"NYO"
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NEW YORK OMNIBUS 2629




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PostPosted: Sun Jan 31, 2021 9:03 pm    Post subject: Reply with quote

Another thing I've also thought about, over the years, was how the former SURFACE (MaBSTOA) routes fared in the South Bronx, during the 1970's, when the area had indeed fallen upon hard times.

The subways, of course, were fast hitting the skids back then, with the trains poorly maintained (if at all), rampant graffiti, and rising crime.

At the very least, the buses themselves were not encased in layer upon layer of lurid, scrawling, ugly "artwork", unlike the subway fleet.......

"NYO"
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W.B. Fishbowl



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PostPosted: Tue Feb 02, 2021 8:01 am    Post subject: Reply with quote

NEW YORK OMNIBUS 2629 wrote:
IMHO, "SURFACE", back in the day, was the "no-frills workhorse" of Manhattan's bus operations; FACCo., on the other hand, was the more famed and glamorous operation, operating along the fabled and glitzy Fifth Avenue, and operating those famed double deckers.

And NYCO fell right in the middle of those two extremes, other than being a FACCo "affiliate."
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W.B. Fishbowl



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PostPosted: Tue Feb 02, 2021 8:05 am    Post subject: Reply with quote

NEW YORK OMNIBUS 2629 wrote:
Another thing I've also thought about, over the years, was how the former SURFACE (MaBSTOA) routes fared in the South Bronx, during the 1970's, when the area had indeed fallen upon hard times.

The subways, of course, were fast hitting the skids back then, with the trains poorly maintained (if at all), rampant graffiti, and rising crime.

At the very least, the buses themselves were not encased in layer upon layer of lurid, scrawling, ugly "artwork", unlike the subway fleet.......

"NYO"

True, but MaBSTOA buses, in both boroughs within their moniker, did have graffiti on their sides and sometimes the back, even a bit inside - but yes, not to the extent of the subways.
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NEW YORK OMNIBUS 2629




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PostPosted: Thu Feb 11, 2021 9:59 pm    Post subject: Reply with quote

W.B.:

That SIRT rolling stock seemed pretty much unscathed by the plague of graffiti that totally inundated the subway system back in those days is almost a miracle, outside of some intense scrawlings at stations along the line.

Even though city buses were not exempt from graffiti, they certainly fared better than the subway system's rolling stock, which were, by that time, pretty much run into the ground, anyway.....I remembered those days all too well...... Sad

"NYO"
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W.B. Fishbowl



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PostPosted: Fri Feb 12, 2021 2:20 pm    Post subject: Reply with quote

NEW YORK OMNIBUS 2629 wrote:
Even though city buses were not exempt from graffiti, they certainly fared better than the subway system's rolling stock, which were, by that time, pretty much run into the ground, anyway.....I remembered those days all too well...... Sad

We both do.
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NEW YORK OMNIBUS 2629




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PostPosted: Sun Feb 21, 2021 9:54 pm    Post subject: Reply with quote

.......in trying to jog my memory, I'm curious as to which buses were retired first, the GM Fishbowls, or the Flex New Looks.......I have a vague memory that the Flexies were gone first, but am not at all that sure now.....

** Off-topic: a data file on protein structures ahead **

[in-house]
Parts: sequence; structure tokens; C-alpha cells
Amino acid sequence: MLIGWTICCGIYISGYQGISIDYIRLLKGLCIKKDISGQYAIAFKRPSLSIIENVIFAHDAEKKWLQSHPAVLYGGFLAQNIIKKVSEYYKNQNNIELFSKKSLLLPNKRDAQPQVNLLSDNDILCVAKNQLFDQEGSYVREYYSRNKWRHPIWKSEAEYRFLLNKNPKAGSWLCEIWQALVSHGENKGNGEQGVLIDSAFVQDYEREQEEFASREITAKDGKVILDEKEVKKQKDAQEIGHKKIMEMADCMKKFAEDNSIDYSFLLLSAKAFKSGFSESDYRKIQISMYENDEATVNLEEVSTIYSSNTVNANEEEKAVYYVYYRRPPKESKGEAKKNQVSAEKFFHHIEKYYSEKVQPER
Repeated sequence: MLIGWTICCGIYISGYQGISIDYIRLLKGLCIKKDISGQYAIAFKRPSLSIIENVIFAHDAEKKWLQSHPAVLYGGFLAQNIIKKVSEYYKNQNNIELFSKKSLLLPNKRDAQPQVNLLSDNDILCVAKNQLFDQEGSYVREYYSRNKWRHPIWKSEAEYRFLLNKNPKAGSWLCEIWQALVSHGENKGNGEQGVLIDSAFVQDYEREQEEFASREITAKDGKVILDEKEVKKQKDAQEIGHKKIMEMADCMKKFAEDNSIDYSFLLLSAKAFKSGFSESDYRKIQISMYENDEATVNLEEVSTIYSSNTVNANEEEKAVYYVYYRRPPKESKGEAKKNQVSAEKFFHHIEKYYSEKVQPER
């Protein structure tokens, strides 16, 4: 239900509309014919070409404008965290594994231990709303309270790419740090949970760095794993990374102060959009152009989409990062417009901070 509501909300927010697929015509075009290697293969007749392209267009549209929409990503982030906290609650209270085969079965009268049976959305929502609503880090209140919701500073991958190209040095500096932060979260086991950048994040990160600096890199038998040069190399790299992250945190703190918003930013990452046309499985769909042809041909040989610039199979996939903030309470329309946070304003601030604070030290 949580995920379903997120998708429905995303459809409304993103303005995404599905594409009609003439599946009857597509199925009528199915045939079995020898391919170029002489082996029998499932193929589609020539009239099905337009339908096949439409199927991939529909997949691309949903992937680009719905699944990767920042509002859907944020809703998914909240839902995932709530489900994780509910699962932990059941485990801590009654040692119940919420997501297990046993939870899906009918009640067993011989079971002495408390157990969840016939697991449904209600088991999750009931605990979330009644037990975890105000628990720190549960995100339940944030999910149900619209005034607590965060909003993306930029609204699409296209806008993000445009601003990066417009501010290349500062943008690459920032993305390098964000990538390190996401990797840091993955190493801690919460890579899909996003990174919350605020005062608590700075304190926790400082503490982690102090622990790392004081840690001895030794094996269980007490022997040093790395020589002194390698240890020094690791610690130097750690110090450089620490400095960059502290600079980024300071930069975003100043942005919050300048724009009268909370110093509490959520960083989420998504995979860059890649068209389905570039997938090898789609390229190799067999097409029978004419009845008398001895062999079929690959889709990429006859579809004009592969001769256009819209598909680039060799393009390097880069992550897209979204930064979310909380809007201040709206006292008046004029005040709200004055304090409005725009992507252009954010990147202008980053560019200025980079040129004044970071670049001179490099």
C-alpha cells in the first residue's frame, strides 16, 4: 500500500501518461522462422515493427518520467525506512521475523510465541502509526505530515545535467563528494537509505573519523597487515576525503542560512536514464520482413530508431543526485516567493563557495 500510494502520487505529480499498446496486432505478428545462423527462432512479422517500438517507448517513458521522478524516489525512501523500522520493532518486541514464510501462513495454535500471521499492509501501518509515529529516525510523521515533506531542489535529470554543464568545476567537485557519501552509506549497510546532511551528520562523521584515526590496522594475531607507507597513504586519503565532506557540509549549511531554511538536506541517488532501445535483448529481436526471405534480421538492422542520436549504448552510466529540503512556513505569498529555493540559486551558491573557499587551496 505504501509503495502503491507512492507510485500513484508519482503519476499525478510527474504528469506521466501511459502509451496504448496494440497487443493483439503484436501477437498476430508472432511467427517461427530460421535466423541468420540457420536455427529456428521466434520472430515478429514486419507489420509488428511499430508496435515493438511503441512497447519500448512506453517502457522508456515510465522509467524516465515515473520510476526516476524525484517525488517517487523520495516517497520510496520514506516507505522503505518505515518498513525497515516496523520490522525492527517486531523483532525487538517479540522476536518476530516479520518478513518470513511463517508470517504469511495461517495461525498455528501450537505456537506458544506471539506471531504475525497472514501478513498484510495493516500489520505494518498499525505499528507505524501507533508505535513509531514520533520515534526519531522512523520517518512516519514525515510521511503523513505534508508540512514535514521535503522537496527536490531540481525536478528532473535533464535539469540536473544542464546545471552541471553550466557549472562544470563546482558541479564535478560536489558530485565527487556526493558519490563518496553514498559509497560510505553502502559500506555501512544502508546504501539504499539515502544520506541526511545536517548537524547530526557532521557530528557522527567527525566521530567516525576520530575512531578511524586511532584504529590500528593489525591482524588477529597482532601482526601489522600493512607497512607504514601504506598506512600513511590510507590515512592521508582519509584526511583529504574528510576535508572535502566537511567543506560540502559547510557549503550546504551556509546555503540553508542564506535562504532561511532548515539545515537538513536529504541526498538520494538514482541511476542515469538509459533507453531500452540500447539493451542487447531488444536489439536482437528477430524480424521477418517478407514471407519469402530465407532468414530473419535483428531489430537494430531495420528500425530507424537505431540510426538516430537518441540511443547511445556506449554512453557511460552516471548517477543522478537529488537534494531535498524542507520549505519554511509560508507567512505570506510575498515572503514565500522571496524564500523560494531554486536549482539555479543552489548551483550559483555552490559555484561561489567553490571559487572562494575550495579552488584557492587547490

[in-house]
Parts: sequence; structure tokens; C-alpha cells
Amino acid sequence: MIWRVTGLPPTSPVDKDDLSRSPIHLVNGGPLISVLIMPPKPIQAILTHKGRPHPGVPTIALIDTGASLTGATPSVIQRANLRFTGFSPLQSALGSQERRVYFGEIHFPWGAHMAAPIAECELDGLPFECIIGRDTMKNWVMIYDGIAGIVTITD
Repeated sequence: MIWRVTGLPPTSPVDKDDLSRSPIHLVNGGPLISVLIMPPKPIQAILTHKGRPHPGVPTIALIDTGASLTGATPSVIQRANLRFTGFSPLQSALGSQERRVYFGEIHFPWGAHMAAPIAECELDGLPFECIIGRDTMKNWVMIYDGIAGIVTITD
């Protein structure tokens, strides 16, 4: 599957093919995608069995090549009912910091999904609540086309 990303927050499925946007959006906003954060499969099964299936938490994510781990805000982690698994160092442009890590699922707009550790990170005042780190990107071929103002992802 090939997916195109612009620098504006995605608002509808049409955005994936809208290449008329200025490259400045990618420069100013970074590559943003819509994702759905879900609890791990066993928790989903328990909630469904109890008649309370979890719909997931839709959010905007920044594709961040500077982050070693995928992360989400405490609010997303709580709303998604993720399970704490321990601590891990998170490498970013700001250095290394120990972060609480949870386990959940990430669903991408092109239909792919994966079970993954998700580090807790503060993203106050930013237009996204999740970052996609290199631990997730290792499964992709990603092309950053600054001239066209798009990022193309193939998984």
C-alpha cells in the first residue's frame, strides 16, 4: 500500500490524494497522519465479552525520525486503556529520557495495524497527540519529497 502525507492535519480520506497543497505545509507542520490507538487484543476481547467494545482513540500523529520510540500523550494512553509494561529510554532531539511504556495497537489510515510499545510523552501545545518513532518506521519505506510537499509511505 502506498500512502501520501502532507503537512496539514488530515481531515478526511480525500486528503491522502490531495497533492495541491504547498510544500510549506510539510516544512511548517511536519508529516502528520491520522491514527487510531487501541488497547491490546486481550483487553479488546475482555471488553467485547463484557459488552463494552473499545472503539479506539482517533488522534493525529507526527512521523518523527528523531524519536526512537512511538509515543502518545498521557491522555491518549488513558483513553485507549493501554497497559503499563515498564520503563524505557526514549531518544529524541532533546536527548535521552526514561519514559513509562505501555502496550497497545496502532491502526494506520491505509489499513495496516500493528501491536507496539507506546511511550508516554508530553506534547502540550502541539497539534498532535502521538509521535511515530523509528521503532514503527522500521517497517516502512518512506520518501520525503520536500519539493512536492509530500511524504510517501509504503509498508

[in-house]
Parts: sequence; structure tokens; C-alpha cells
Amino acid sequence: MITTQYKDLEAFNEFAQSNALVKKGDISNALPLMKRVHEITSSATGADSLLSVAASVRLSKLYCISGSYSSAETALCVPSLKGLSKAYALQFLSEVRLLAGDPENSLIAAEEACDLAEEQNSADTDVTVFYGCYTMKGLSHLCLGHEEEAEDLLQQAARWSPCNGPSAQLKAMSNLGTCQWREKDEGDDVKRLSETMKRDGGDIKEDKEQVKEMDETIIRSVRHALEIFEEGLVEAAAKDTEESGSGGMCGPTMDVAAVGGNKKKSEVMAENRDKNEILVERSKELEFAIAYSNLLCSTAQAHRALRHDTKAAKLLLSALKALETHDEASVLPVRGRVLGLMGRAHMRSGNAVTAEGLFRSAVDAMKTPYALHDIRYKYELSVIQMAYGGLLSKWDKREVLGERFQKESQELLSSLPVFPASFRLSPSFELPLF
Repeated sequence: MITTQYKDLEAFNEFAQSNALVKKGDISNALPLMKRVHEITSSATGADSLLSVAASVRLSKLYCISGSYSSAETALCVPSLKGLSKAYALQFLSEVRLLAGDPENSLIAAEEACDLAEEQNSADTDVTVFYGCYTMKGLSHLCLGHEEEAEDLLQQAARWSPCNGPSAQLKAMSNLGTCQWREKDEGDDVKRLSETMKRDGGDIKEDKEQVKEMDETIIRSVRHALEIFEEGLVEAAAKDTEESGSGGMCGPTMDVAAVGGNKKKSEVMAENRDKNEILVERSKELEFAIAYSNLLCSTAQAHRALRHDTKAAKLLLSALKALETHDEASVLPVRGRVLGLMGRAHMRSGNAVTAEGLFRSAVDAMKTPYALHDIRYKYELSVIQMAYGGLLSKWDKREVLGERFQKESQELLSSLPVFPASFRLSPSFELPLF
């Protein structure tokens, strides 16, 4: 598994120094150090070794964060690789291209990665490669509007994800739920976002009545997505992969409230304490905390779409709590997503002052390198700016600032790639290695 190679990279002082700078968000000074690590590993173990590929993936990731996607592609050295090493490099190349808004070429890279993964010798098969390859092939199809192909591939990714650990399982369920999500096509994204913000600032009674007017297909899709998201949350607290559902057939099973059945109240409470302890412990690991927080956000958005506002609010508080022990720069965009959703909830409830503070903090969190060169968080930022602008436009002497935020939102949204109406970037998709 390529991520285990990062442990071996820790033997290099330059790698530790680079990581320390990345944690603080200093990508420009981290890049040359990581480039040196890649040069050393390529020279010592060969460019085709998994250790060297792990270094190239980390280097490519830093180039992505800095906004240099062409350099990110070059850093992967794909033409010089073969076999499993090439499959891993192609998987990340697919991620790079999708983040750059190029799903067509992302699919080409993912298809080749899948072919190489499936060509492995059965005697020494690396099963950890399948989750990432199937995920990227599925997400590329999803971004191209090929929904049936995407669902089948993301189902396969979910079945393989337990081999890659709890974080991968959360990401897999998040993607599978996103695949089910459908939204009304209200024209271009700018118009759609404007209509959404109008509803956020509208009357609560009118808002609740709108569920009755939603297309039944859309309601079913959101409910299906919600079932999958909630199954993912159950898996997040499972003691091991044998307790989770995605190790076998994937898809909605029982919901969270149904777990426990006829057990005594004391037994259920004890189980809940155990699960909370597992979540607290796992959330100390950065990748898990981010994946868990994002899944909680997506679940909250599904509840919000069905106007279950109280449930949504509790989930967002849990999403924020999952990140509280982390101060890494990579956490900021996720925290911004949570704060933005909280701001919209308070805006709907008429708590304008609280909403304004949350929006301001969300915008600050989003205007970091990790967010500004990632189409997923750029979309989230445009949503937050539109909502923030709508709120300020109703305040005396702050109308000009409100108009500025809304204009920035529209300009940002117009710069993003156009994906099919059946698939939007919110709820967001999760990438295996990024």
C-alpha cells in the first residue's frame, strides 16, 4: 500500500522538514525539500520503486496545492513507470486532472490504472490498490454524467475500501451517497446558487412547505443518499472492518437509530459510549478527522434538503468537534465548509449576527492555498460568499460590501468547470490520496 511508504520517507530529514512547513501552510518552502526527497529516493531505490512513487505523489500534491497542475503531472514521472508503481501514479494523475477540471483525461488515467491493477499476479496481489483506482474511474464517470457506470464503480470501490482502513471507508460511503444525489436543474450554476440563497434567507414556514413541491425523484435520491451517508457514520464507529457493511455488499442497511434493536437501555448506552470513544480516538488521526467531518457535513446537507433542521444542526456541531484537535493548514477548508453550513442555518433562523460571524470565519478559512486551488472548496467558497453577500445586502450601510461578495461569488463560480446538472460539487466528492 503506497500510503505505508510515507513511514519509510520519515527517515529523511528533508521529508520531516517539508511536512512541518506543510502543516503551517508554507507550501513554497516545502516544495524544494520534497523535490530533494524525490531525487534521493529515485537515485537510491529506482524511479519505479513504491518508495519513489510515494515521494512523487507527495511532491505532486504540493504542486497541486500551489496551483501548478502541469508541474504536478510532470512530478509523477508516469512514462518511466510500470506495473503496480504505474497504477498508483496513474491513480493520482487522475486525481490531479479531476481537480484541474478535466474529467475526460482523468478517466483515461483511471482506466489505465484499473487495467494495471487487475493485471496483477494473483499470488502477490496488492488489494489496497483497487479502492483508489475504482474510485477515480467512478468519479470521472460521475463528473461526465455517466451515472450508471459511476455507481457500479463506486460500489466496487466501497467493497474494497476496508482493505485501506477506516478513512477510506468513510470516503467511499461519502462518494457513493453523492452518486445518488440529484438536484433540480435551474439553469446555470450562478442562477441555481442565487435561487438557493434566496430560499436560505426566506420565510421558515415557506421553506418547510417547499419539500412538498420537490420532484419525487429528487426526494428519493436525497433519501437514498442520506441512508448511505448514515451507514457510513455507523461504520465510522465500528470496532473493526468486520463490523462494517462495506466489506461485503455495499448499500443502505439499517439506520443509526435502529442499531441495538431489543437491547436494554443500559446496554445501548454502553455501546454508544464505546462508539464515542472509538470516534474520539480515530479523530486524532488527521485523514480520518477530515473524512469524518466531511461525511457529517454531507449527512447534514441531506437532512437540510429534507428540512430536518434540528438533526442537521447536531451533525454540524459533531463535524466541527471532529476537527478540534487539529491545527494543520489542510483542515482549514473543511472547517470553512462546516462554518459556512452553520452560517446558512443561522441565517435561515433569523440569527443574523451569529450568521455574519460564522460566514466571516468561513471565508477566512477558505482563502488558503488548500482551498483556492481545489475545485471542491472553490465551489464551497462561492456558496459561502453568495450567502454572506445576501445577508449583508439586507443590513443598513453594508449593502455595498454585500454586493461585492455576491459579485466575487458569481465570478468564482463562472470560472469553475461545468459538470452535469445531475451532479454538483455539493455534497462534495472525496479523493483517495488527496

"NYO"
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W.B. Fishbowl



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PostPosted: Mon Feb 22, 2021 12:34 pm    Post subject: Reply with quote

NEW YORK OMNIBUS 2629 wrote:
.......in trying to jog my memory, I'm curious as to which buses were retired first, the GM Fishbowls, or the Flex New Looks.......I have a vague memory that the Flexies were gone first, but am not at all that sure now.....

I seem to remember the Flxies were retired first, and there was a whole lot of scuttlebutt about how when the last of the rebuilt GM New Looks were retired, th-th-that was all, folks!
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NEW YORK OMNIBUS 2629




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PostPosted: Mon Feb 22, 2021 5:56 pm    Post subject: Reply with quote

W.B.:

Thanks.....I see my memory was pretty much correct on this one; so far as the GM Fishbowls, I seem to recall the last vanshed during 1997, or thereabouts.

I know that the first "Tee-Yay" Fishbowls retired were the first generation models, which, IMHO, did not enjoy all that long a service life.

In my area of NJ, the very last Fishbowls disappeared in late 1997..... I miss them still.......

"NYO"
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NEW YORK OMNIBUS 2629




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PostPosted: Mon Feb 22, 2021 6:02 pm    Post subject: Reply with quote

The following from an old issue of "REMINISCE" magazine......

......in getting to Orchard Beach from where we lived in the Bronx, we walked up to Sherman Avenue to the first of three bus changes through the Bronx, to reach Orchard Beach......."

"......this was our routine, three days a week, each summer, from 1942 through 1955....."

"NYO"
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NEW YORK OMNIBUS 2629




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PostPosted: Mon Feb 22, 2021 10:10 pm    Post subject: Reply with quote

From the Guy E. Martin book on NYC transit buses......

"......these were the first buses (5303's) for MaBSTOA to have all longitudinal seating (43 passengers); of this lot, only #'s 6701 though 6900 were equipped with billboard advertising......"

"......#3472 (a 1963 5303) would eventually become the prototype for billboard advertising signs....."

"NYO"